UAlbany Drones to Provide Unique Insights into Vegetation Change and Severe Weather in Capital Region through NSF-Funded Study
Above is the type of a multi-rotor drone that Alexander Buyantuev is using to monitor vegetation locally in the Huyck Preserve and the Albany Pine Bush.
ALBANY, N.Y. (August 27, 2015) — University at Albany Assistant Professor of Geography and Planning Alexander Buyantuev will lead a team of researchers using unmanned aircraft systems (UAS) — commonly known as drones — to bring new insights into the effects of climate change, urbanization and wind farms on vegetation and analyze severe weather events. The research is funded in part by a National Science Foundation (NSF) Major Research Instrumentation Program award.
The UAS acquisition will augment work Buyantuev is conducting on forest phenology in Albany County, through a UAlbany Faculty Research Award Program grant of approximately $10,000. Using a locally built model airplane and a multi-rotor drone, Buyantuev will monitor vegetation in the Huyck Preserve, 25 miles from UAlbany’s campus, and the Albany Pine Bush in Albany and Guilderland.
The NSF-funded Lancaster platform by Precision Hawk, valued at $148,000, will be used to collect geospatial data at field sites in Upstate New York in support of fundamental and applied ecological and geophysical research. It will be outfitted with professional grade swappable imaging sensors, which Buyantuev also intends to use on his multi-rotor UAS.
The type of Precision Hawk drone model which Buyantuev will equip with image sensors to to collect geospatial data at sites in Upstate New York in support of fundamental and applied ecological and geophysical research.
Until recently, phenology, the chronology of periodic life-history events in plants and animals, has been mostly studied through ground and spaceborne platform observations. Buyantuev, a landscape ecologist and geographer, said UAS can provide the important missing link between these disparate scales.
“The use of UAS will help in developing a replicable scaling approach between individual plants, communities, and landscapes,” he said. Compared to ground observations, drones provide an improved vantage point and still allow the collection of very high resolution data. “For instance, in our Huyck Preserve observations, plant phenology will be analyzed at individual trees and then scaled to community and landscape levels to be compared with satellite-derived phenology.”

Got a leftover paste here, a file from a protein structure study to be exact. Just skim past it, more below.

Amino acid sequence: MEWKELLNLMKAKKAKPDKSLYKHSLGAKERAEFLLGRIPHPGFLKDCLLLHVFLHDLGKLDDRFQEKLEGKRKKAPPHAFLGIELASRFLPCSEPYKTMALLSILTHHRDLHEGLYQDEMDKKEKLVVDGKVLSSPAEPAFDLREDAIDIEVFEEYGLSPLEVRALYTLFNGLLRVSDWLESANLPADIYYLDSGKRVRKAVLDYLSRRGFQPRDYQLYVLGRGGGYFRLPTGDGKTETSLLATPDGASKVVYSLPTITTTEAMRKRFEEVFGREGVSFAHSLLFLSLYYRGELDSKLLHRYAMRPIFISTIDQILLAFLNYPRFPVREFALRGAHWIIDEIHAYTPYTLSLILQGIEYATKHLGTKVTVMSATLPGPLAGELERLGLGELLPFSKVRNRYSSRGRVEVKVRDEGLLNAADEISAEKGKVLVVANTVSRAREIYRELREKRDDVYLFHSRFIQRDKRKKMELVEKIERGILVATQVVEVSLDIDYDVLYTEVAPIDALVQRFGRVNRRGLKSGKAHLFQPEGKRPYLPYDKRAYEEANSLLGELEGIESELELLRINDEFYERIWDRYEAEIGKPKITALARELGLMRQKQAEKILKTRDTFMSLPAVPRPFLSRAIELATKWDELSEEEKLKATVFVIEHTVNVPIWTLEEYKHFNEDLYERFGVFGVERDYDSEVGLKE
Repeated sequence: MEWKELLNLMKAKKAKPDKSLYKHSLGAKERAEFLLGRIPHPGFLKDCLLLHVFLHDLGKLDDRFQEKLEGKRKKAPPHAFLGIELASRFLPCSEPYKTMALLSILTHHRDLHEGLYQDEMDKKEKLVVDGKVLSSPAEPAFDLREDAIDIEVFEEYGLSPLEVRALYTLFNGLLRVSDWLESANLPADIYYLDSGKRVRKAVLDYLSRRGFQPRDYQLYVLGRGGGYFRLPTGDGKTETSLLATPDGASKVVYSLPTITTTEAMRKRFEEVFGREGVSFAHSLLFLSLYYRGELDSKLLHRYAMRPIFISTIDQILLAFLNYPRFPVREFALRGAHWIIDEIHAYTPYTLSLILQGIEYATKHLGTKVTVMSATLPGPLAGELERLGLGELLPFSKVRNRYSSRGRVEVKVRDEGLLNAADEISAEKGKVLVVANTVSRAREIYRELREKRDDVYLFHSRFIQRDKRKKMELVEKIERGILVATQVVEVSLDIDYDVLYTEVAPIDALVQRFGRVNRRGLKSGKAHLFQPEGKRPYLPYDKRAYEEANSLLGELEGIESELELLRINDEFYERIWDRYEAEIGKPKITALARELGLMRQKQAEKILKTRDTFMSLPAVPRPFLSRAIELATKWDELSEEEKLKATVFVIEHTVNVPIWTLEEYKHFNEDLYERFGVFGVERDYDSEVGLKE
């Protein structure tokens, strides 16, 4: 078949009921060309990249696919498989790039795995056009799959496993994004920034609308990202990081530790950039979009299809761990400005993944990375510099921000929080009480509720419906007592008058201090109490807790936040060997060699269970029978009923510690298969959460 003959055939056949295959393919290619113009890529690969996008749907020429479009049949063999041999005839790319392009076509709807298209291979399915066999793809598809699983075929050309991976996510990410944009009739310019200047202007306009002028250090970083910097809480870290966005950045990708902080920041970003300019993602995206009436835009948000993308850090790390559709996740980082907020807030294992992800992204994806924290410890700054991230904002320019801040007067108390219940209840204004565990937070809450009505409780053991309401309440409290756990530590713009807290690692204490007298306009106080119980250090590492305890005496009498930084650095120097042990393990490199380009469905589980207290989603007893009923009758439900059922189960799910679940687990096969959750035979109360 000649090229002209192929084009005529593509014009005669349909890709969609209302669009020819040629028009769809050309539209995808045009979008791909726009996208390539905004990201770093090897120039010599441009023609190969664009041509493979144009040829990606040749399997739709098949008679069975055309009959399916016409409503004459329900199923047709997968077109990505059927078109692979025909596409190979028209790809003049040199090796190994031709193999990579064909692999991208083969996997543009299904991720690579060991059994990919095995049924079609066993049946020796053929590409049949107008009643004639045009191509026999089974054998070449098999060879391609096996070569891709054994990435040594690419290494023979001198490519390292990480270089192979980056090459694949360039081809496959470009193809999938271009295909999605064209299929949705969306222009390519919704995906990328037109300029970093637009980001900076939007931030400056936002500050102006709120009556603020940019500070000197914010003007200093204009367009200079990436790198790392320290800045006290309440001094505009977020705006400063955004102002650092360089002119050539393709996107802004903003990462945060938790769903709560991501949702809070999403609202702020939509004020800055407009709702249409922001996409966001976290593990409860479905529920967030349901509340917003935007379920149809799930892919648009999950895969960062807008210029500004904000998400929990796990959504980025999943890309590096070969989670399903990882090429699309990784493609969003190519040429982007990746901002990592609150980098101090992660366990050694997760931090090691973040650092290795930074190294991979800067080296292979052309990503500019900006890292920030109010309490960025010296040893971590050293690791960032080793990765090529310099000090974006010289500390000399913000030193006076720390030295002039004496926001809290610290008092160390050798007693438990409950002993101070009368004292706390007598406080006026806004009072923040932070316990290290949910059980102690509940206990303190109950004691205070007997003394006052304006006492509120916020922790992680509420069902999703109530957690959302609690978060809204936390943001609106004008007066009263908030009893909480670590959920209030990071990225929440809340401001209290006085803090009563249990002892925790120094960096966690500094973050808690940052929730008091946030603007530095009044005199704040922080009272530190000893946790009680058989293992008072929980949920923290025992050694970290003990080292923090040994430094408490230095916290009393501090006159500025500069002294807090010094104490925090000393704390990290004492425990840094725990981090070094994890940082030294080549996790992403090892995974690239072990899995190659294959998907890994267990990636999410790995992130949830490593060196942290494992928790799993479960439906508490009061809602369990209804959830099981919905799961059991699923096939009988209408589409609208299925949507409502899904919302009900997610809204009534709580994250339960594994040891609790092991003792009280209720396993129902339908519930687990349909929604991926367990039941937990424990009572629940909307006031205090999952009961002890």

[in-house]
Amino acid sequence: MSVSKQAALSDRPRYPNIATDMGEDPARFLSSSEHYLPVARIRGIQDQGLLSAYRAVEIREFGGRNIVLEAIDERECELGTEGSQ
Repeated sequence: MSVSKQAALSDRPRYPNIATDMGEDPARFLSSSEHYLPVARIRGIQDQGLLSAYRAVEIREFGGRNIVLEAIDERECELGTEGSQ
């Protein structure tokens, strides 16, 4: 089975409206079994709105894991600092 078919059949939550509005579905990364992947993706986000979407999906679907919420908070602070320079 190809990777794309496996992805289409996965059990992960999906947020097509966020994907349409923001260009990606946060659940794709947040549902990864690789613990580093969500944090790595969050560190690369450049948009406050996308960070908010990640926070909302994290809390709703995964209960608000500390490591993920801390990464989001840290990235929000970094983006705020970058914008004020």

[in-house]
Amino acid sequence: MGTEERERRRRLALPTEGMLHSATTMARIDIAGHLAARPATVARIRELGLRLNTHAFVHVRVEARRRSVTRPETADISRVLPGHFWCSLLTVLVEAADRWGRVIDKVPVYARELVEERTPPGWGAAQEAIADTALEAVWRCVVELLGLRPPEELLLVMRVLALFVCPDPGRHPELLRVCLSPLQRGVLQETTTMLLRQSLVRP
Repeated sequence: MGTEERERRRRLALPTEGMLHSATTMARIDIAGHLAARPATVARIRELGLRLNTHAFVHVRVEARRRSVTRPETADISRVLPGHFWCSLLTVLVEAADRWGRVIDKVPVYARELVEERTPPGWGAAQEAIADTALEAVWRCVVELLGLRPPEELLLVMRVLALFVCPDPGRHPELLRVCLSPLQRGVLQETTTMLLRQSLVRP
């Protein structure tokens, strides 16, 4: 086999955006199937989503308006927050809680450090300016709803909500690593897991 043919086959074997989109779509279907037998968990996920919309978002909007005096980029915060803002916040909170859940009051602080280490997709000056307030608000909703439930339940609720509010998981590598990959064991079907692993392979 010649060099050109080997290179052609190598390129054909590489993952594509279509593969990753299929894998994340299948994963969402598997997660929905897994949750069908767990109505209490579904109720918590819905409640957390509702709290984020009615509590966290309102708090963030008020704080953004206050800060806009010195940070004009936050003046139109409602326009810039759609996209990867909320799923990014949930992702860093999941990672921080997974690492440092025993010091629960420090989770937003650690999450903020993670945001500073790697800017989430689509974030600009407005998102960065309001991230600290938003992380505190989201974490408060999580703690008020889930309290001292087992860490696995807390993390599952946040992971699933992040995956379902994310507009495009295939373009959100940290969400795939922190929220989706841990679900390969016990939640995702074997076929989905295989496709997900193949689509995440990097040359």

The Precision Hawk drone will serve several ongoing and proposed research projects, including:
- “Effects of climate change on spruce radial growth phenology,” which Buyantuev is conducting with Department of Geography and Planning colleague Andrei Lapenas and Department of Biological Sciences Associate Professor George Robinson;
- “Effects of soil acidification and climate warming on Sugar Maple phenology in the Adirondack Mountains,” also with Lapenas;
- “Detection of wind farm impacts on microclimates and crop/vegetation growth,” a study led by Department of Atmospheric and Environmental Sciences Associate Professor Liming Zhou and Shiguo Jiang of Geography and Planning; and
- “Vegetation analysis in the wildland-urban interface of Albany Pine Bush preserve,” led by Buyantuev and Jiang.
In addition, Buyantuev will support work on severe weather and disaster recovery led by Catherine T. Lawson, associate professor and chair of Geography and Planning, director of UAlbany’s Lewis Mumford Center/Albany Visualization and Informatics Lab (AVAIL). AVAIL has developed a new web tool for identifying post-storm events that will inform a set of simulations to identify best practices for data collection, using UAS technologies. It will support research on meteorological trends, risk factors, storm impacts and best governance practices regarding severe weather.
In addition, Buyantuev will work with geography and planning colleague James Mower to assist the development and testing of Augmented Reality modules for improving drone navigation and aiding image interpretation.
Buyantuev came to UAlbany in 2013 after earning a Ph.D. in geography in Russia and a Ph.D. in plant biology from Arizona State University. His field of landscape ecology investigates spatial and temporal heterogeneity of ecological processes across scales. He has been particularly interested in transformations of ecological processes, such as vegetation growth and microclimates, in urban environments.
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